Understanding data

Naplan testing begins today for students in years 3,5,7 and 9.  It’s good to see that schooling didn’t grind to a halt – life, learning and teaching does go on.

I was pleased to read Dr Judy Smeed’s comments in today’s Australian – finally a voice of reason in the whole Naplan/MySchool debate.

Dr Smeed, an educator at the Queensland University of Technology believes that the real disappointment of Naplan is that not enough teachers are taught how to analyse and use the results to improve their teaching.

According to Dr Smeed, QUT is the only university in Australia that trains  teachers to understand educational data.  This is a serious oversight of many teacher training institutions given what we know about the role of data/feedback in improving learning outcomes.

The fear around league tables is symptomatic of a simplistic understanding about educational data.  No-one is pointing the finger – what we need is rational debate and greater understanding of what the data is telling us about a particular student at a particular point in time.

Companies like Facebook and Google depend on user data – it allows them to understand their users and develop tools that are ‘personalised’ and ‘targeted’.

If Google et al are using data to continually improve their service for users – then isn’t this what contemporary schooling should be about?  ‘Targeted and personalised’ learning for every student.

And a final thought on this issue. Good teachers never teach to the test , as is so often claimed. Good teachers make sure that students understand what the test is but spend their precious time on making sure their students can think for themselves. They also use the data from such test to help inform their practice. To suggest otherwise only denigrates the work that they do.

What poor teachers do is another matter!

2 thoughts on “Understanding data

  1. Here in New Zealand, most people don’t like National Standards, but we also know that most people admit they don’t know what they are. That opinion in the absence of knowledge is all too common. I’m a big fan of good data and good discussion. As such I’m responsible for drafting our school’s application of the National Standards.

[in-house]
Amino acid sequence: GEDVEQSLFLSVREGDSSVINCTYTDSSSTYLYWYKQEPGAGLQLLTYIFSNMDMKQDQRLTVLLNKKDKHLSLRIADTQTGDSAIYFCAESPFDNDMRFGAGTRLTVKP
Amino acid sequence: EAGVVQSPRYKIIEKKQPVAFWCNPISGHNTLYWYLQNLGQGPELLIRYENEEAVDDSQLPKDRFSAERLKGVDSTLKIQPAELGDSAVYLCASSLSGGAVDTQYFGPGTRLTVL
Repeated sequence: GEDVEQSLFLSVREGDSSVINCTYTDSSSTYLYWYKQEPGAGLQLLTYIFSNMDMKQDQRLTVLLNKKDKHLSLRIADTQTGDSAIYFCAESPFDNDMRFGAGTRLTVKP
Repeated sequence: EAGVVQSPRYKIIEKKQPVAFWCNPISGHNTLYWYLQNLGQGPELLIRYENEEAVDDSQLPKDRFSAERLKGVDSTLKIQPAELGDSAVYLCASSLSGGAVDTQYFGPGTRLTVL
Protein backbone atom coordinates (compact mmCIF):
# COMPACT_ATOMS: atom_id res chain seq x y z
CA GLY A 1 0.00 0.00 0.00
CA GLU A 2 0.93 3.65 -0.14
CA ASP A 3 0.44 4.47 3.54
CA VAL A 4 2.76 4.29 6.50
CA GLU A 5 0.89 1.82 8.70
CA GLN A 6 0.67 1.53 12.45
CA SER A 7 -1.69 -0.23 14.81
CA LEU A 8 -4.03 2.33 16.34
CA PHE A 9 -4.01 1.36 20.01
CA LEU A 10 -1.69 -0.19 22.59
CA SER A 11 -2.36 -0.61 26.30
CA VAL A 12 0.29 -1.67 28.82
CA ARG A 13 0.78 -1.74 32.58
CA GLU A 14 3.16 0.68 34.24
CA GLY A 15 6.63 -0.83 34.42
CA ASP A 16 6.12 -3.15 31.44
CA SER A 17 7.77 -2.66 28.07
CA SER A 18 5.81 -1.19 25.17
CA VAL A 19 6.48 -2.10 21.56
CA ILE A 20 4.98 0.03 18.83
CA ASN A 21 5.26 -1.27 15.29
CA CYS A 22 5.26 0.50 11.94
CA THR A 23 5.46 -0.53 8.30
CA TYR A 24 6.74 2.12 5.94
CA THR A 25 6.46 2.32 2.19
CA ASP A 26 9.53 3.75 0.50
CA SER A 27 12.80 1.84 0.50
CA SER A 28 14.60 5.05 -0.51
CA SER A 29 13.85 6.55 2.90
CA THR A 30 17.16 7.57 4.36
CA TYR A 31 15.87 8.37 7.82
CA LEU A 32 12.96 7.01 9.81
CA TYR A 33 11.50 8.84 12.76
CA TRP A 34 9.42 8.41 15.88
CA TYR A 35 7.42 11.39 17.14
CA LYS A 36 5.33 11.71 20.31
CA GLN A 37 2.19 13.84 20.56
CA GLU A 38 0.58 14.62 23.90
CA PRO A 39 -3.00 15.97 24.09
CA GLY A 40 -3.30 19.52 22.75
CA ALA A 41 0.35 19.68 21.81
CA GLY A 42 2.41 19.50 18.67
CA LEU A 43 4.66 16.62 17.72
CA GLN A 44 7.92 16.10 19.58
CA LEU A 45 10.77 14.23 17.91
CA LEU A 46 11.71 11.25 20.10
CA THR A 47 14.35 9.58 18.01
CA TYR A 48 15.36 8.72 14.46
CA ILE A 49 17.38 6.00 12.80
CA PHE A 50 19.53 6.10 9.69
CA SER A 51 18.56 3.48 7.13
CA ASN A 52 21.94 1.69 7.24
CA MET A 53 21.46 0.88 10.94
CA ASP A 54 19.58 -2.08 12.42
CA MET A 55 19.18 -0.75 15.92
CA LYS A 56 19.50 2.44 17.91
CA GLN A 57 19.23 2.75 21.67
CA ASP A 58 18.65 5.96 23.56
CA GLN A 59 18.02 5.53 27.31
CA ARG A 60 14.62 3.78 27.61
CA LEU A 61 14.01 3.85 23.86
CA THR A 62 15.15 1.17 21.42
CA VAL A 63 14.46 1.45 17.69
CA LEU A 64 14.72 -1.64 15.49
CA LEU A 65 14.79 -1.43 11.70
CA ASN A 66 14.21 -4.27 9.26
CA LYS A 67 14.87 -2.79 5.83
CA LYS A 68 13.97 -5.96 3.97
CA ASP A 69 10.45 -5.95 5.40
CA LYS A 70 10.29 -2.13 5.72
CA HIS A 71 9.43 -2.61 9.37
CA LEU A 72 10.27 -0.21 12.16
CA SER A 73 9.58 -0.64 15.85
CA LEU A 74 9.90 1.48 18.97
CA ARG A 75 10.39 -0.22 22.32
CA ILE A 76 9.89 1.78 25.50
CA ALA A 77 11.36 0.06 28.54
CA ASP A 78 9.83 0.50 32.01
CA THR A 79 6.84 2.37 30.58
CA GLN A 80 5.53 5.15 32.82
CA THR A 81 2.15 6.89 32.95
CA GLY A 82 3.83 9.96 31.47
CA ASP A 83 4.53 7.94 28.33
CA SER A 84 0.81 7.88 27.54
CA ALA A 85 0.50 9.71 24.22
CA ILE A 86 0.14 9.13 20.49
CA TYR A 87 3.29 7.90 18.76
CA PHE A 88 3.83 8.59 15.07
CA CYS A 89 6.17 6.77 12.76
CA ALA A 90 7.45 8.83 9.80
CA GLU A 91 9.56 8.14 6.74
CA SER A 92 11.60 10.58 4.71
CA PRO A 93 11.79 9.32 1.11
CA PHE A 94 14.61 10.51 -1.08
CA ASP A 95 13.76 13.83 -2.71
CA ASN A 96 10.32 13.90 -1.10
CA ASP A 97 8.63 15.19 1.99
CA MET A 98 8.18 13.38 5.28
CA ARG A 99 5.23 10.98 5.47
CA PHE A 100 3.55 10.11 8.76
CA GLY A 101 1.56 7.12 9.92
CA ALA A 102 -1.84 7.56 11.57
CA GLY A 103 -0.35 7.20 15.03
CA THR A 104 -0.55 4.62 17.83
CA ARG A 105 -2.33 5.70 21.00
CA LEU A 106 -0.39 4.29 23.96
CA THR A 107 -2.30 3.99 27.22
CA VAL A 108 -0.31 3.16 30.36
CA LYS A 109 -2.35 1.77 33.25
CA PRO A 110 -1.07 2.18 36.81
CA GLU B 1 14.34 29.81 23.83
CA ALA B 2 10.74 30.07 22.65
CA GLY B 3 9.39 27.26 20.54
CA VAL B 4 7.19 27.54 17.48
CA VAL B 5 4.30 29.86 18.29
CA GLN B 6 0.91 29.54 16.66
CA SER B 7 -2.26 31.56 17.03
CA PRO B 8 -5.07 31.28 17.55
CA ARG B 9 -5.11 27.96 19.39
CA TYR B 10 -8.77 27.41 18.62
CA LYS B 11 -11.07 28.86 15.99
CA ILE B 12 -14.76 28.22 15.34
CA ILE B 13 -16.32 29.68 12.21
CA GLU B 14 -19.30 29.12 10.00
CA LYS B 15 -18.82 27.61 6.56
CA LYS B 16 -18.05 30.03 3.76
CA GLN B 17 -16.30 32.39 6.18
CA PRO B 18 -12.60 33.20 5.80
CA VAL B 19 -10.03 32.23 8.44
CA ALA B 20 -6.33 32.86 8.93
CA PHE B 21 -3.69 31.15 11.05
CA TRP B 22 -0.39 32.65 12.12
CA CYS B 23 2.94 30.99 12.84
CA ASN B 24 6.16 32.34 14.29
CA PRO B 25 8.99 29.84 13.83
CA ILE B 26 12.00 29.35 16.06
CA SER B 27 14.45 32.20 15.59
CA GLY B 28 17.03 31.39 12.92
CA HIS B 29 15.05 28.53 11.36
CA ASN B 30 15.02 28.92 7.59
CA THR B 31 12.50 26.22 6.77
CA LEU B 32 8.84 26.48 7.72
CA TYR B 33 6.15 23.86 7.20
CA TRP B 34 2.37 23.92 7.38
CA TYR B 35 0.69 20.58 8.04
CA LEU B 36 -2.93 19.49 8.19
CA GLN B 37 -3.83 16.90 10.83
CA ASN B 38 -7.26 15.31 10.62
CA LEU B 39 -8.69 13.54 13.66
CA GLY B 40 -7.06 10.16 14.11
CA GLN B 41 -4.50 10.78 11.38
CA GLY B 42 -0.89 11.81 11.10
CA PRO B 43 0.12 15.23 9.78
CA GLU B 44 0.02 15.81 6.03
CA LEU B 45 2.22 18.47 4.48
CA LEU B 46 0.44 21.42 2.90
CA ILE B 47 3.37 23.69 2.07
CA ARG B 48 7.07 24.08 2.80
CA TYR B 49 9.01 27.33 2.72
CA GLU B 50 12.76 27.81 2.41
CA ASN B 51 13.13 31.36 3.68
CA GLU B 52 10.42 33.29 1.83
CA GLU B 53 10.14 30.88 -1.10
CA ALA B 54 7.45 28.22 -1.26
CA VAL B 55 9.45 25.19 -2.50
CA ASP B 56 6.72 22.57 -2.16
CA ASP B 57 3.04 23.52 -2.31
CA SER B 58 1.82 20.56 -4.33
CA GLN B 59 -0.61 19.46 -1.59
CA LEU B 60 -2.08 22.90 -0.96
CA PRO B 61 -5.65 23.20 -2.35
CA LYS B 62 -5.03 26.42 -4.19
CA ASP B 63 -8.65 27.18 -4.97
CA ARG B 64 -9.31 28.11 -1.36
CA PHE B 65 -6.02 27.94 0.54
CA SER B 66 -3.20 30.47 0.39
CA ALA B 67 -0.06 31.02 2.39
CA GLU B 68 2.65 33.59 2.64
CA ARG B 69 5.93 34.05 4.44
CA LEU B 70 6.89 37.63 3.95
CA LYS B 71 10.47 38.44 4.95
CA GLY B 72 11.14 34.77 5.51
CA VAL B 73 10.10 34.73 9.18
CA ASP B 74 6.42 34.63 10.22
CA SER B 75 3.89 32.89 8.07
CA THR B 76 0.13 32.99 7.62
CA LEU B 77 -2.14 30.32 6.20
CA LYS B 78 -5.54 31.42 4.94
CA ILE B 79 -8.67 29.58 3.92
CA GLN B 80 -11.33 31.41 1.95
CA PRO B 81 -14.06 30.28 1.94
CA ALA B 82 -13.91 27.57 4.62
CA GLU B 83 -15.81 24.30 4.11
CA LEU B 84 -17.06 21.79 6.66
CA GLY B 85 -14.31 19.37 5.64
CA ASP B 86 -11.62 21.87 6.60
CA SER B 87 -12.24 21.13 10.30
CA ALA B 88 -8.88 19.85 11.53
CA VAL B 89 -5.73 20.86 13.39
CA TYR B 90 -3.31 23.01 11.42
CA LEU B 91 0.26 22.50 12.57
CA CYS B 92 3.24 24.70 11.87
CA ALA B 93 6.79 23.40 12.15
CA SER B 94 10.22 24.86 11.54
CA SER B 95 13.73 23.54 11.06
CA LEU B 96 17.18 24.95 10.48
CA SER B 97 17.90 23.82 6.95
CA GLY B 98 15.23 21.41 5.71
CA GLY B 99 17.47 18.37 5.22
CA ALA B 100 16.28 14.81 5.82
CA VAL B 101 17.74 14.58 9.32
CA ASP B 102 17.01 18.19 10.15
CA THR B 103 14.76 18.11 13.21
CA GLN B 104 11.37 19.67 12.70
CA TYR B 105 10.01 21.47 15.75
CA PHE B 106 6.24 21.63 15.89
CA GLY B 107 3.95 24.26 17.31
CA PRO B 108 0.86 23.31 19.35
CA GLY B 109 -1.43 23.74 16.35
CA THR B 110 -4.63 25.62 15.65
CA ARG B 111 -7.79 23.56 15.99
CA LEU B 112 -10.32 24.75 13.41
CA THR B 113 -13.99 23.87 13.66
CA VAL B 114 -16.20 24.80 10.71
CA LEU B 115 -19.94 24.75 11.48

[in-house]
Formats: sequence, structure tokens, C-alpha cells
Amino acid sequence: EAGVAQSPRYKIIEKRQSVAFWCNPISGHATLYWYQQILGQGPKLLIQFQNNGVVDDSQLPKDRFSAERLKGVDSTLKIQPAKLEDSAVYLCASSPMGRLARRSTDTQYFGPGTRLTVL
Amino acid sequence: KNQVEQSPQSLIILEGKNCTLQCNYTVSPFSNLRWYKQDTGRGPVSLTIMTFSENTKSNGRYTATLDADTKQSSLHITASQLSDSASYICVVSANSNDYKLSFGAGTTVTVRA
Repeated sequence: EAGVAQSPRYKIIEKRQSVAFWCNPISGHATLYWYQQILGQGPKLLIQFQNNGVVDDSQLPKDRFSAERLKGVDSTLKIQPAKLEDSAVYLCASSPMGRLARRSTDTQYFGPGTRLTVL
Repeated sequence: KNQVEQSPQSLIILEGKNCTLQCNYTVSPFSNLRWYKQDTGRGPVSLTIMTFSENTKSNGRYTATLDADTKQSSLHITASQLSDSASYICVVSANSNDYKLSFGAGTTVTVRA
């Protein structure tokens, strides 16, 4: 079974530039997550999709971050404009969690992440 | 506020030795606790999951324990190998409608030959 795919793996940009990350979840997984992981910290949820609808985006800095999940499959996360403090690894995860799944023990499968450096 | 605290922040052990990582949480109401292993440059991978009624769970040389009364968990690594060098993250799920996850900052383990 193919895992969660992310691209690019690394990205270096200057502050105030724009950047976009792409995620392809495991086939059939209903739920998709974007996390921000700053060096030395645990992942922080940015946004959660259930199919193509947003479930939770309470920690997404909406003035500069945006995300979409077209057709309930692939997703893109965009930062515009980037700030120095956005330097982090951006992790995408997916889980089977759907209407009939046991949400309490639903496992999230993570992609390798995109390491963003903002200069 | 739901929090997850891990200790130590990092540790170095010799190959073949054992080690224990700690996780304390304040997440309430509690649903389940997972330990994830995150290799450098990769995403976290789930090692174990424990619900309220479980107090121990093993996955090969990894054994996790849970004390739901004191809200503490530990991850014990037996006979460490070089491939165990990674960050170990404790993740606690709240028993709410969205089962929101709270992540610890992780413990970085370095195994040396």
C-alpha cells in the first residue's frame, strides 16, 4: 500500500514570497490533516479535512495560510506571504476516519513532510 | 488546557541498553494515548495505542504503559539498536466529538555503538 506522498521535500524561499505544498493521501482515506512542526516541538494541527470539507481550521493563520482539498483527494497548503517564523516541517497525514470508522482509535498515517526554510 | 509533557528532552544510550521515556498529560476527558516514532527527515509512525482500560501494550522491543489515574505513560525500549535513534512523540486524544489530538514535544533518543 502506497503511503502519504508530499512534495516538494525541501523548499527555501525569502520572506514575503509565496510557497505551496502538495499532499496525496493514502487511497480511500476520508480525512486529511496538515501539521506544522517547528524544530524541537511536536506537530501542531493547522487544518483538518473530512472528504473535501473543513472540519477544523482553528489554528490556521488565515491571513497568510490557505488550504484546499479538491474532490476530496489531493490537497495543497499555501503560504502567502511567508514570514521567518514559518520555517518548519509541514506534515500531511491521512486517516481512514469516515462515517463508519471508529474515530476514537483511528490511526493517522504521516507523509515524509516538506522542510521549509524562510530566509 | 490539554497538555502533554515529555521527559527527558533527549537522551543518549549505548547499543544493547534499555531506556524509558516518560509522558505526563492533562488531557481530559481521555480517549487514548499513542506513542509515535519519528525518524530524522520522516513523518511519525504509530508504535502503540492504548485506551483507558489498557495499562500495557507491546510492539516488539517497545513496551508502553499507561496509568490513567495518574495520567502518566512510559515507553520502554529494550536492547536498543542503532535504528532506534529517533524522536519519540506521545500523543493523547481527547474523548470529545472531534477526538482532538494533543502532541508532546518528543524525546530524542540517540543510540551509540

I wonder if the fear around league tables may also be a justifiable response to everyone else’s simplistic understanding about educational data, and the poorly considered judgements and decisions they may make that could effect wider groups. People may have a better sense of security if they knew that only those who were able to interpret the data well were the ones reading the results.

    If the stakeholders capacity to interpret data was truly valued in this process then perhaps the training to meet that expectation would be systematically institutionalised as thoroughly and effectively as the tests themselves.

    I really hope this all works out for your diocese Greg. If you have a model of successful implementation on a large scale, New Zealand is listening.

    1. Peter – well said. You’re absolutely right in your comment about fear being the repsonse to everyone else’s simplistic understanding about educational data. If teachers aren’t able to interpret the data, how are parents suppose to and how do we change public perception around assessments such as NAPLAN. There is a great deal of emotion that needs to be separated from the purpose of what we are trying to do with the data. Richard Elmore says that if you can’t see it (teachers using data effectively) then it’s not there. Good luck with your school’s application.

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